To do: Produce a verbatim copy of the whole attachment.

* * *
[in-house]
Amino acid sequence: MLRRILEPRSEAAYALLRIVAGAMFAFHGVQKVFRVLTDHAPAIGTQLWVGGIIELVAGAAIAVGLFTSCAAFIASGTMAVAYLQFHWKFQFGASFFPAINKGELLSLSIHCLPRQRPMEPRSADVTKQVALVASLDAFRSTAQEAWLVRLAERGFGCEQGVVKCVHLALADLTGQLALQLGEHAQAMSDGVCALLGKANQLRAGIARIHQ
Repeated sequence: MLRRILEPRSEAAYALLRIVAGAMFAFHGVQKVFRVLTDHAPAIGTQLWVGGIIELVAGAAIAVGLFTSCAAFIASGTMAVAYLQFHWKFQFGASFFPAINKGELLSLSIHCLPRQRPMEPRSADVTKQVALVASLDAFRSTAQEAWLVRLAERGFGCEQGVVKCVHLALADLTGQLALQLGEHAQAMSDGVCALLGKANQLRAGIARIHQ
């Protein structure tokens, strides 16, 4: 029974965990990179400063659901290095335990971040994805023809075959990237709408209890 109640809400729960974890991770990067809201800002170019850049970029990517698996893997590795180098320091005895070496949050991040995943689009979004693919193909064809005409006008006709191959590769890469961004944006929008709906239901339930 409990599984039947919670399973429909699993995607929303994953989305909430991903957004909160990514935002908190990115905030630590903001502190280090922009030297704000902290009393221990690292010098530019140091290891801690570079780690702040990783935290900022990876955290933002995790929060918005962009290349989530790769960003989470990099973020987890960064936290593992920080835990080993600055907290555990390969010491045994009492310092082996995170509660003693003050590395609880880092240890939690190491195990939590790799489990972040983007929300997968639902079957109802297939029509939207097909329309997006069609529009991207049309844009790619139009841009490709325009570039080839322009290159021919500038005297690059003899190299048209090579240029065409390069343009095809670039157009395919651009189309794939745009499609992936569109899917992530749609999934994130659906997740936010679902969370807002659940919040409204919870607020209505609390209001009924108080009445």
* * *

[in-house]
Amino acid sequence: MLRRILEPRSEAAYALLRIVAGAMFAFHGVQKVFRVLTDHAPAIGTQLWVGGIIELVAGAAIAVGLFTSCAAFIASGTMAVAYLQFHWKFQFGASFFPAINKGELLSLSIHCLPRQRPMEPRSADVTKQVALVASLDAFRSTAQEAWLVRLAERGFGCEQGVVKCVHLALADLTGQLALQLGEHAQAMSDGVCALLGKANQLRAGIARIHQ
Repeated sequence: MLRRILEPRSEAAYALLRIVAGAMFAFHGVQKVFRVLTDHAPAIGTQLWVGGIIELVAGAAIAVGLFTSCAAFIASGTMAVAYLQFHWKFQFGASFFPAINKGELLSLSIHCLPRQRPMEPRSADVTKQVALVASLDAFRSTAQEAWLVRLAERGFGCEQGVVKCVHLALADLTGQLALQLGEHAQAMSDGVCALLGKANQLRAGIARIHQ
């Protein structure tokens, strides 16, 4: 029974965990990179400063659901290095335990971040994805023809075959990237709408209890 109640809400729960974890991770990067809201800002170019850049970029990517698996893997590795180098320091005895070496949050991040995943689009979004693919193909064809005409006008006709191959590769890469961004944006929008709906239901339930 409990599984039947919670399973429909699993995607929303994953989305909430991903957004909160990514935002908190990115905030630590903001502190280090922009030297704000902290009393221990690292010098530019140091290891801690570079780690702040990783935290900022990876955290933002995790929060918005962009290349989530790769960003989470990099973020987890960064936290593992920080835990080993600055907290555990390969010491045994009492310092082996995170509660003693003050590395609880880092240890939690190491195990939590790799489990972040983007929300997968639902079957109802297939029509939207097909329309997006069609529009991207049309844009790619139009841009490709325009570039080839322009290159021919500038005297690059003899190299048209090579240029065409390069343009095809670039157009395919651009189309794939745009499609992936569109899917992530749609999934994130659906997740936010679902969370807002659940919040409204919870607020209505609390209001009924108080009445």